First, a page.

The robots are coming. While lawyers like to believe they are coming for them last, artificial intelligence is already having a significant impact on the business of law. Here Lawyer Monthly hears from James Touzel, Partner at TLT, explains the effect we’re likely to see AI have on the legal sphere, in terms of firms, professionals and clients, throughout 2018.
Effects on clients
GCs are under significant pressure to deliver more for less. In many cases, this means analysing how they can improve the efficiency of their legal operations.
At the same time, they are listening to the business and finding ways to add strategic value – not just mitigate risk. This is only possible if the right resource is allocated to the right task.
These symbiotic objectives are increasingly being met by technology. AI is well known for its ability to tackle less strategic, repetitive tasks where decisions are often binary. It can process huge amounts of data in record time, is accurate and learns as it works. More junior lawyers – or even non-lawyers – can manage these processes without the need for expensive senior involvement, freeing up senior staff to focus on more strategically important tasks.
A lot of the early AI inventions for GCs focused on document management. They read and “triage” large numbers of documents based on pre-determined criteria into shorter lists for lawyers to review, increasing speed and accuracy and reducing costs.
The future of AI is where things get really exciting. To date, technology has struggled to get to the heart of what a lawyer does: read, think and write. However, today’s technology is smart enough to power what you might call “combined intelligence” – solutions that combine AI-backed technology with in-built legal advice and ad hoc legal support so that clients can enjoy the speed, efficiency and accuracy of AI, but with seamless advice at a low price point.
Contract negotiation is one area that is particularly ripe for this kind of digital disruption, and is the area that TLT has focused on and is now working with clients to adopt.
Clients will always face a challenge of deciding when they are ready for AI. They need to make sure that any investments are right for their business, but they cannot afford to lose the significant value of being an early adopter of a groundbreaking solution, including bespoke adaptation and competitive advantage. A lot of this comes down to trust and understanding and combined intelligence will be spurred on by the bonds between client and law firm, and law firm and technology partner, as well as early adopter success stories and market growth.
Effects on law firms
Law firms are increasingly providing more than just legal advice to their clients, with value added services including innovative approaches that help to address the need for more for less. Law firms need to adopt a different way of thinking and overcome their scepticism of new technology. In the case of AI and combined intelligence, law firms need to believe that this technology can bring about a positive change.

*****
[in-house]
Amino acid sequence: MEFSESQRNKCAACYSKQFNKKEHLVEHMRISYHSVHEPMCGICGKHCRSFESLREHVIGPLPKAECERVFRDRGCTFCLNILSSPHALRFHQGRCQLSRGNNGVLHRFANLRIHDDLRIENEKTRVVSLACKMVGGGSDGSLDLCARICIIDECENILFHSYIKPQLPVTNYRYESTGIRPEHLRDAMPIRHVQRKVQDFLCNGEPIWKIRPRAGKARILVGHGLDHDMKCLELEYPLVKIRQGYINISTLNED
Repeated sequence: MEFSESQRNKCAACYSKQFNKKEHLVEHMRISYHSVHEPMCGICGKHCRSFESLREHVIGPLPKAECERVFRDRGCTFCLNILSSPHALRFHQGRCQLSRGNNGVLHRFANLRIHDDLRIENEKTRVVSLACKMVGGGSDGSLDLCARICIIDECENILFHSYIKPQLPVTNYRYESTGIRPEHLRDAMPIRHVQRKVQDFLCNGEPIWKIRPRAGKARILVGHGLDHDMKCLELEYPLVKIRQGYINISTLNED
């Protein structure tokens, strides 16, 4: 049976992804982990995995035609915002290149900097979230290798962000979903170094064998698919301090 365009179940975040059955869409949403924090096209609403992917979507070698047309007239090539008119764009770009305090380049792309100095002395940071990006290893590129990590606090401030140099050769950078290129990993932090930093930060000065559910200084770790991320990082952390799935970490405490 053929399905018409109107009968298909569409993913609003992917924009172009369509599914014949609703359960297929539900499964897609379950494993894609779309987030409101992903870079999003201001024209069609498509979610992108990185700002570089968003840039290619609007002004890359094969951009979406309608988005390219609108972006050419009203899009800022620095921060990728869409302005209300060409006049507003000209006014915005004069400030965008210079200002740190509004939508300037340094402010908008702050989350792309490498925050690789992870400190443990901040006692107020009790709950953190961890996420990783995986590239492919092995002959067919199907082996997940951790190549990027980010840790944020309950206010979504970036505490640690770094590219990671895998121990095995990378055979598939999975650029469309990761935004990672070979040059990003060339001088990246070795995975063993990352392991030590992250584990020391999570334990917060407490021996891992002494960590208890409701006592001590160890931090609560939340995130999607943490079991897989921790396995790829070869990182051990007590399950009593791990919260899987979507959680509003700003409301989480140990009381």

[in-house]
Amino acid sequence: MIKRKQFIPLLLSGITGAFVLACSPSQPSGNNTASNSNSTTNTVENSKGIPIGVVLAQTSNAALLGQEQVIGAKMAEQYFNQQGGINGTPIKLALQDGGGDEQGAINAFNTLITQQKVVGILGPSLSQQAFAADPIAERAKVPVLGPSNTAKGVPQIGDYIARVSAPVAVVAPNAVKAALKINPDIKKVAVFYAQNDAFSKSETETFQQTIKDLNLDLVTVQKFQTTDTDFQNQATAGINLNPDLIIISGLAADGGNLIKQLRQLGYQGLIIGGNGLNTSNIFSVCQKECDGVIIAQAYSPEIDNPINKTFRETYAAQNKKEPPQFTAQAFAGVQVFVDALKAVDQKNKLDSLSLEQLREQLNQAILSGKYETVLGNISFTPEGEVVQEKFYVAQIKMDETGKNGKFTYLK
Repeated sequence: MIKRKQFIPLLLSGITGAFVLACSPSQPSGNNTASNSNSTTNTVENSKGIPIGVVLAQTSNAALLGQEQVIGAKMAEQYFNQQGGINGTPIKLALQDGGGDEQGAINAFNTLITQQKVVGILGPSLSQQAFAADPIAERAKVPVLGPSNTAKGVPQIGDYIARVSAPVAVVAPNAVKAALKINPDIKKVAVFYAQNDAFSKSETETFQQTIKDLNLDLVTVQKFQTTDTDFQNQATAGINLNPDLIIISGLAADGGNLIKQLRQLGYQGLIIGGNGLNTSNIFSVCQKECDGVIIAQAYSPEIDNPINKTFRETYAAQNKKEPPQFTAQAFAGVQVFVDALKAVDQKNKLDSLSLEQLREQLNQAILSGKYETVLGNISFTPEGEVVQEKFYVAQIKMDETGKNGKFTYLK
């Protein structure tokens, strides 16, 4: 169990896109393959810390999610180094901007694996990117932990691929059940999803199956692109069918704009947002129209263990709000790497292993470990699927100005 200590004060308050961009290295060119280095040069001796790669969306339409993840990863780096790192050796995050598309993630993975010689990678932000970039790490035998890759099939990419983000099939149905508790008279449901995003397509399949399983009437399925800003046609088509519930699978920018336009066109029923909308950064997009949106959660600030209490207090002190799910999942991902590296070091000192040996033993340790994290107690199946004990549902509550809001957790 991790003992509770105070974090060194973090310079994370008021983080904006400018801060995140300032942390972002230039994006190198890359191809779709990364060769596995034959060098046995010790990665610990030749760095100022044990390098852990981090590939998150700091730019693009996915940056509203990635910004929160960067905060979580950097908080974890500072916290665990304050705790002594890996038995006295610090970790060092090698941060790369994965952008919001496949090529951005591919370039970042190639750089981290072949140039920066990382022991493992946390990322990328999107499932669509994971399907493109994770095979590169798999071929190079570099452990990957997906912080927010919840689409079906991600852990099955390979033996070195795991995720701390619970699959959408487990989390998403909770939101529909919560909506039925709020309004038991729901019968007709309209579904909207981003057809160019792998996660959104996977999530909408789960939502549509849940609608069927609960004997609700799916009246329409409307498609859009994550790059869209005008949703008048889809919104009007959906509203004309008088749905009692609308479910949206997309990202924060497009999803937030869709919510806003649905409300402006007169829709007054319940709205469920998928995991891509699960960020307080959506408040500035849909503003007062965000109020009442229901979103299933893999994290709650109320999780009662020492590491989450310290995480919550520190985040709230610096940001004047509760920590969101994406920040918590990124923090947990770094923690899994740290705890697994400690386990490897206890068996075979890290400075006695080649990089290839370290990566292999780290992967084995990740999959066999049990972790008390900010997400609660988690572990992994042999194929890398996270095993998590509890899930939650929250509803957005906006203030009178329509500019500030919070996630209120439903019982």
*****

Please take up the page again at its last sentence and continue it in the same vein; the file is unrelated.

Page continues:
We are heading for a watershed moment as law firms become increasingly aware of the rich data sets at their disposal – and critically, how this can work together with AI. They have a deep understanding of multiple industries, clients, transactions and disputes that creates a unique perspective on trends and opportunities. Making this knowledge more readily available can only make us better lawyers and will enable clients to make more informed business decisions.
Not only will 2018 be the year of big data in law; this year, AI will develop beyond repetitive binary decision making into more nuanced areas, creating a rapidly broadening market of AI opportunities for law firms to consider as part of their service innovation strategies.
Taking contract negotiation as example, AI can already read, review and report on the risks in contracts. In 2018, combined intelligence will enable law firms to help clients deal with the last mile, providing in-built guidance on how to mitigate risks and alternative clauses to support negotiations. With more law firms offering “self-help” solutions, even commercial managers and procurement executives will be able to progress contract reviews and negotiations, quickly, accurately and consistently across the business.
Technology is a fast-evolving business and law firms may learn this the hard way. It is no longer enough to have innovation partners and labs; innovation programmes will need to be constantly reviewed and updated to stay relevant. Law firms will need to learn to identify client needs, run change programmes, manage projects, develop and test client facing software, run proof of concepts, develop new pricing and support models and bring new solutions to market.
AI will enable individuals who are looking for challenging careers in law to get closer to the commercial decision both in-house and in law firms. Wherever you work, the business of law will no longer be just about giving desk-based legal advice.